British filmmaker Louis Theroux has spoken of his uncomfortable interviews with the victims of Jimmy Savile after failing to expose the entertainer as a sexual predator during the making of a documentary 16 years ago.
Theroux spent three months with the man who would be revealed as a prolific sex offender years later, and famously quizzed him on-camera about allegations of abuse.
He went on to maintain a friendship with Savile, even staying on occasion at the former Jim'll Fix It presenter's house.
In a new film to be aired in the UK on Sunday, Theroux will revisit the subject to try to "understand the truth more fully" by talking to Savile's victims, friends and family, including those he was introduced to by the DJ.
Theroux said he only noticed a clip of Savile embracing two women in an "overly physical way" in 2001 when he looked back at the raw footage during the making of the new program.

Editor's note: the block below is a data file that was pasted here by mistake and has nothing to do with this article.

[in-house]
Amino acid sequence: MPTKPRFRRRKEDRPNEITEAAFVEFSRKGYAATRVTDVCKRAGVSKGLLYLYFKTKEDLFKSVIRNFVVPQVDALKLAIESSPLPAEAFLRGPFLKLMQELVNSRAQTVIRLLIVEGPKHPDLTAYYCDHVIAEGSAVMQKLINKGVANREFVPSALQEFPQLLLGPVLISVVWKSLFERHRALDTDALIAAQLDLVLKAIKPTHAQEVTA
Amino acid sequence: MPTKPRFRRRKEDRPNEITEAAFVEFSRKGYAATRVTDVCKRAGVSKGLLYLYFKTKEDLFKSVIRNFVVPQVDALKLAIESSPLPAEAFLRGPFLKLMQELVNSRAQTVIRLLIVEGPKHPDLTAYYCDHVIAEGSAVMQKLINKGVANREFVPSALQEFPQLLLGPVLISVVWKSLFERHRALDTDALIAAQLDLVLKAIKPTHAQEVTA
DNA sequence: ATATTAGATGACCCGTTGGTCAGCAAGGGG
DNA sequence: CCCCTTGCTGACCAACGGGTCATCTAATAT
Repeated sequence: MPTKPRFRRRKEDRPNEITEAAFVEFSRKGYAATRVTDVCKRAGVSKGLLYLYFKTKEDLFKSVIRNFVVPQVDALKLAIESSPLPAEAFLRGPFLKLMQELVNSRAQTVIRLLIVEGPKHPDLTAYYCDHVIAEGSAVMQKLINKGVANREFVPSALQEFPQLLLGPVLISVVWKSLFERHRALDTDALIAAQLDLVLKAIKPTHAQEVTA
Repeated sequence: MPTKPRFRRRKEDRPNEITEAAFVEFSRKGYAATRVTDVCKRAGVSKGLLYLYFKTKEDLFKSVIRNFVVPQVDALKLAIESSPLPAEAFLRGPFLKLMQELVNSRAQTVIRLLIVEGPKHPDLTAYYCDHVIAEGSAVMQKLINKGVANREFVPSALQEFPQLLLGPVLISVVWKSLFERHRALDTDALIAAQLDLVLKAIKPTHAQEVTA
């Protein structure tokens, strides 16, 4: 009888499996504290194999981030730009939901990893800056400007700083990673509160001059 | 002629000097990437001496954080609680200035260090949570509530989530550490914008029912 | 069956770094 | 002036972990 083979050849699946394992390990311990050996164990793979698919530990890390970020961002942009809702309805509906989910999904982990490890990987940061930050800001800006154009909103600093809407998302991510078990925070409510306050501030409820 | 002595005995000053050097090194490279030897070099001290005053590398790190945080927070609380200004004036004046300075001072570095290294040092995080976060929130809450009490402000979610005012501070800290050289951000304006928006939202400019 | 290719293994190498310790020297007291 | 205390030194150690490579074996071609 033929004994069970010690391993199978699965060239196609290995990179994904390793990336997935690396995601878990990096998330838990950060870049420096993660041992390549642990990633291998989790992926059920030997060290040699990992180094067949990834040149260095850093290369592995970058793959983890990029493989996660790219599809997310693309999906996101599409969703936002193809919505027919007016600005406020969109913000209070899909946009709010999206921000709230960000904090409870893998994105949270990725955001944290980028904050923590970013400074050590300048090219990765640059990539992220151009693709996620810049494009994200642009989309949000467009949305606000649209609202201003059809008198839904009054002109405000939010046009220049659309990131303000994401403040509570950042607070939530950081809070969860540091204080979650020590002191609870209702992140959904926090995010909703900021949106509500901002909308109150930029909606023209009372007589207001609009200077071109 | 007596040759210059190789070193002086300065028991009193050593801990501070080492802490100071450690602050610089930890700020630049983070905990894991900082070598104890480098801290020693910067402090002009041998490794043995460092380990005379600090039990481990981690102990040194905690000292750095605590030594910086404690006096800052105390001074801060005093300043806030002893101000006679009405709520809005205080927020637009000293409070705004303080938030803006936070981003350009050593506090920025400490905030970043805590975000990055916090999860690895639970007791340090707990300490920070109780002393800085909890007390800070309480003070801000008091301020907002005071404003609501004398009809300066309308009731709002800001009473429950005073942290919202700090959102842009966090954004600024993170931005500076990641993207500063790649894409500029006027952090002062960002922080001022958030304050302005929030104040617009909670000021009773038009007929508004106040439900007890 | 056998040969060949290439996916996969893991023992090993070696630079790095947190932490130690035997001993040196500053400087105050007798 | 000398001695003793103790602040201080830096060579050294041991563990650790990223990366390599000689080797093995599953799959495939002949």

His first program was made before allegations over Savile's sexual offences had been made public, and Theroux said that in hindsight it was "tempting to see clues everywhere".
He recalls a "random comment" on a tape in which Savile "referred to his bed as an altar, because that's where the 'sacrifices' happen".
"Or in the overly physical way he embraced two women at Leeds' Flying Pizza restaurant one evening, which I only noticed looking back at the rushes," he adds in the BBC Magazine article.
Included in Sunday's program will be interviews with four of Savile's victims, which Theroux admitted were "slightly uncomfortable" given his history with the entertainer.
He feared the victims would see him "as yet another person who failed them, by not doing more to expose Jimmy Savile while he was alive".
The filmmaker said one of the victims felt Theroux had been "hoodwinked" by Savile when they saw the initial documentary.
In October 2012, a year after his death at the age of 84, a documentary called The Other Side of Jimmy Savile broke the story of the sexual abuse scandal.